View Full Version : Dark Horse's "Empire" comics off to a bad start

03-23-2007, 03:30 PM
I'm back to reading the entire chronology as much as I can, using TheForce.net's timeline (http://www.theforce.net/timeline/) as my guide.

The events immediately leading up to the Battle of Yavin (http://www.theforce.net/timeline/prequel3.asp) are disjointed the way they are depcted, and the Empire comic did not do the EU any favors (it gets better IIRC, but this was not my favorite Dark Horse title).

To look at Empire in chronological order, it starts with

"Darklighter" (issues 8,9,12,15). This is reasonably interesting in so far as Biggs' time at the Imperial Academy is described. Hobbie is also a character, but he later gets infected on Yavin IV by a parasitic lifeform and recovers after the Battle of Yavin, thus being unable to fly during the fighting. They used that story with one other pilot as well, explaining where they come up with an X-wing for Luke (Red 5). Hobbie was some other designation. Darklighter is also explicit in detailing how the Alliance got their hands on the X-wings in the first place, with insiders at Incom helping them infiltrate their factory and ripping off the T-65 as the Empire wasn't interested in them and screwed them over for Sienar's ships.

These tales are reasonably entertaining.

Next in chron order for Empire, is issues 5 and 6. Randy Stradley from Dark Horse wrote these. His best work is exemplified by Crimson Empire or Jedi Council: Acts of War. Empire 5 & 6 detail Princess Leia and Captain COLTON Antilles (who is Raymus Antilles' son - pehaps names after Raymus' friend and pilot of the Tantive IV during ROTS, Lt.Cmdr. Colton?) Anyway, Leia's "missions of mercy" take her to the banking world of Ralltir where she's smuggling the Rebels medical supplies and the likes aboard the Tantive just prior to her interception of the plans to the Death Star that came off Topwara. It's anecdotal in nature - nothing like the masterpiece Republic built up to. It serves to build Leia's character in the EU, but not much more.

What amazes me is how bad issues 1-4 are. This is the placement in chronological order that the very first books issued in the series fell into and I'm shocked it debuted with such a poor outing. Some Imperial Moffs, who were apparently butt-kissers of Palpatine's since the days of the Republic, plan to overthrow the Empire and oust the Sith Lords they've learned are running it. They come up with the original idea of having Clone Stormtroopers pull an "Order-66" or something exactly the same on Palpatine and Vader and the ring-leader of the plot is a Moff on life-support systems (Moff Thracta) who must've sustained serious injuries during the Clone Wars or something. In any case, the book is assembled poorly and doesn't seem to flow right (possibly a production error?) and the characters are not that engaging and feel very temprary. Thing is Rogue Squadron comics did so much better with temp characters like Loka Hosk. Moff Thracta is almost someone you want to forget. :rolleyes:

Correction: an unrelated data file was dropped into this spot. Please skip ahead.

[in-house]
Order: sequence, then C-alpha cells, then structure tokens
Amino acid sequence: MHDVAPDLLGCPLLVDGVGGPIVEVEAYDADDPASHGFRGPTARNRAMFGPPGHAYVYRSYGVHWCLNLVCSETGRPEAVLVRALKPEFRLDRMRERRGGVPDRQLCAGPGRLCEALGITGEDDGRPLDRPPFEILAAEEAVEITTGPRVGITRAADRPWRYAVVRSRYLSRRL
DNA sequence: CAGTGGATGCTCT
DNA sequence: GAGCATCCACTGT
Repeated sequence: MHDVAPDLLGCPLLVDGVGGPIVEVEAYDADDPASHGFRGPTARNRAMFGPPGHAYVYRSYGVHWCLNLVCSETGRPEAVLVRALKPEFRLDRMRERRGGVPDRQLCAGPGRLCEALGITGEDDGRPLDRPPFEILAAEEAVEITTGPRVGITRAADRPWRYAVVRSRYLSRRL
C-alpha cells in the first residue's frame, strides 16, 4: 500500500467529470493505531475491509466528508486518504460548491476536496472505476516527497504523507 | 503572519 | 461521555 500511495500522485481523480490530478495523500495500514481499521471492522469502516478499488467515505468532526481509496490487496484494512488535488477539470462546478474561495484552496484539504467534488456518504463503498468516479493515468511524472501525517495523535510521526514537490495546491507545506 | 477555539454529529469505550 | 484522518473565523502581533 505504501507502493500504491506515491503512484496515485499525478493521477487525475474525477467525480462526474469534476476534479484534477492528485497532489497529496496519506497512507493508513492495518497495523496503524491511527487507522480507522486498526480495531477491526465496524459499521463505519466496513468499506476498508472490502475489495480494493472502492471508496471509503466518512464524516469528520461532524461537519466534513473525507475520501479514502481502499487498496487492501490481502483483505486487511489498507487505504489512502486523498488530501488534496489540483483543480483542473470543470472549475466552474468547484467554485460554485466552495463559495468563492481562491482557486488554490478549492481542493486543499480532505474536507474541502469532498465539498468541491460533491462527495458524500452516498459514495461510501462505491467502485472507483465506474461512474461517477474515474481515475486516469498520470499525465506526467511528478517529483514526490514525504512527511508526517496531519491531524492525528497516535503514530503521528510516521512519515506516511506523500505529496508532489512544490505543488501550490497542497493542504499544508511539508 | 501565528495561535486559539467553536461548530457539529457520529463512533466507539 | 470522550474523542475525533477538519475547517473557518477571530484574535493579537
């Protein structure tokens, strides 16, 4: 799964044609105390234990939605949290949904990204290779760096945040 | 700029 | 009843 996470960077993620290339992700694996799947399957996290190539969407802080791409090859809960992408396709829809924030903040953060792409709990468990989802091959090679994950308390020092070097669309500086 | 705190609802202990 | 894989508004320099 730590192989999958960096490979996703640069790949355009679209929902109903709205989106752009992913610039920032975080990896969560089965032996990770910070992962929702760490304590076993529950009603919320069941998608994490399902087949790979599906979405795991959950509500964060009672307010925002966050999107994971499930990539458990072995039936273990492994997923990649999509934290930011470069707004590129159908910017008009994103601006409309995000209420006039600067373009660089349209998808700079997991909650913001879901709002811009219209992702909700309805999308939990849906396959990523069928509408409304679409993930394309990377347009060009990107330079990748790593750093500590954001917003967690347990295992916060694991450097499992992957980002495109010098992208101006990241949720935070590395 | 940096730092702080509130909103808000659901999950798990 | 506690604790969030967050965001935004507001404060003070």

Anyway, I'll keep reading (a lot of "Empire" to cover) but it is not with enthusiasm. This thread will cover the series should it bet better or worse.

El Chuxter
03-23-2007, 03:56 PM
I hated Darklighter. I hate these stories that have to flesh out every throwaway line in the movies, and change the events as the writer sees fit. There was no reason to make everything Biggs told Luke a lie. There's useful EU, and then there's the EU that makes you want to smack someone and tell them to leave well enough alone.

The only decent story arc from Empire was the first story with Lieutenant Sunber. When some dumbarse got the bright idea to make him be Luke's friend Tank, that shot the character straight to hell.

03-23-2007, 11:09 PM
Empire was horrible. I'm embarrassed I read it as long as I did.

03-24-2007, 12:37 AM
I finished issues 1-4 "Betrayal" and was quite dismayed. There was some individual that was a bounty hunter or something that helped train the would-be executioner stormtroopers that seemingly just walked away from the whole thing - an attempt on Palpatine's life included.

Furthermore, during a free-lancers attempt on Darth Vader, Boba Fett intervened. Fett doesn't fight unless there's money in it and the last time he dealt with Vader, it was not on great terms ("Enemy of the Empire"). I suppose that Fett needed to do something to make relations with Vader a little warmer after that, but it felt like he was just put in there because the writer wanted to go "Look who else we can squeeze in here!"

Next up is the life of Rebel General Roons Sewell. I took the pronouciation to maybe be "Ruins Well" when said altogether. It sure sounds better than the alternative. This is Empire #10, 11. General Dodonna ascends to command the Rebel Forces at Yavin IV with Sewell's death. It's far fetched that Dodonna, a Republic Star Destroyer captain back in his day, would be subordinant to a street-urchin turned actor - but that's also one of the quirks of the Rebel Alliance, so I can't fault it too much for that.

Overall, the story is not bad - but anything would be a marked improvement over "Betrayal." I still can't believe they started a series with that crap.

Anyway, more Empire reviews to come. I just need to sniff new plastic or something to make myself happy again, first.